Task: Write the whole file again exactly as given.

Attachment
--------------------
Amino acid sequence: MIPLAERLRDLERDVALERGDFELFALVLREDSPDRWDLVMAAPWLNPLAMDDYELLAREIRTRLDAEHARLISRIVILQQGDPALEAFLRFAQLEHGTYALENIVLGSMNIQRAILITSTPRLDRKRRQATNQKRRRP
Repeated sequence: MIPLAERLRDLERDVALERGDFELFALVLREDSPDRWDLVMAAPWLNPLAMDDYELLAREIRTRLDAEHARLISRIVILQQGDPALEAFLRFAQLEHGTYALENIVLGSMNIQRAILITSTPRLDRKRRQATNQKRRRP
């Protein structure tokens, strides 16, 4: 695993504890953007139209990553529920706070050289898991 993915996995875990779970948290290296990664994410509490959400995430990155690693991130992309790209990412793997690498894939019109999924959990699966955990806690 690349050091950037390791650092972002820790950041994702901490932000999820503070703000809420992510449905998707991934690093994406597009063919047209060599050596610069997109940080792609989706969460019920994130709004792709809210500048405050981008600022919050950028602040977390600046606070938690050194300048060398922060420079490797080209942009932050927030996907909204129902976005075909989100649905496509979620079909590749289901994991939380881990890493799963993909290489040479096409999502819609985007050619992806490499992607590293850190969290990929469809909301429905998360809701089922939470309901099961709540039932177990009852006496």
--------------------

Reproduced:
Amino acid sequence: MIPLAERLRDLERDVALERGDFELFALVLREDSPDRWDLVMAAPWLNPLAMDDYELLAREIRTRLDAEHARLISRIVILQQGDPALEAFLRFAQLEHGTYALENIVLGSMNIQRAILITSTPRLDRKRRQATNQKRRRP
Repeated sequence: MIPLAERLRDLERDVALERGDFELFALVLREDSPDRWDLVMAAPWLNPLAMDDYELLAREIRTRLDAEHARLISRIVILQQGDPALEAFLRFAQLEHGTYALENIVLGSMNIQRAILITSTPRLDRKRRQATNQKRRRP
């Protein structure tokens, strides 16, 4: 695993504890953007139209990553529920706070050289898991 993915996995875990779970948290290296990664994410509490959400995430990155690693991130992309790209990412793997690498894939019109999924959990699966955990806690 690349050091950037390791650092972002820790950041994702901490932000999820503070703000809420992510449905998707991934690093994406597009063919047209060599050596610069997109940080792609989706969460019920994130709004792709809210500048405050981008600022919050950028602040977390600046606070938690050194300048060398922060420079490797080209942009932050927030996907909204129902976005075909989100649905496509979620079909590749289901994991939380881990890493799963993909290489040479096409999502819609985007050619992806490499992607590293850190969290990929469809909301429905998360809701089922939470309901099961709540039932177990009852006496």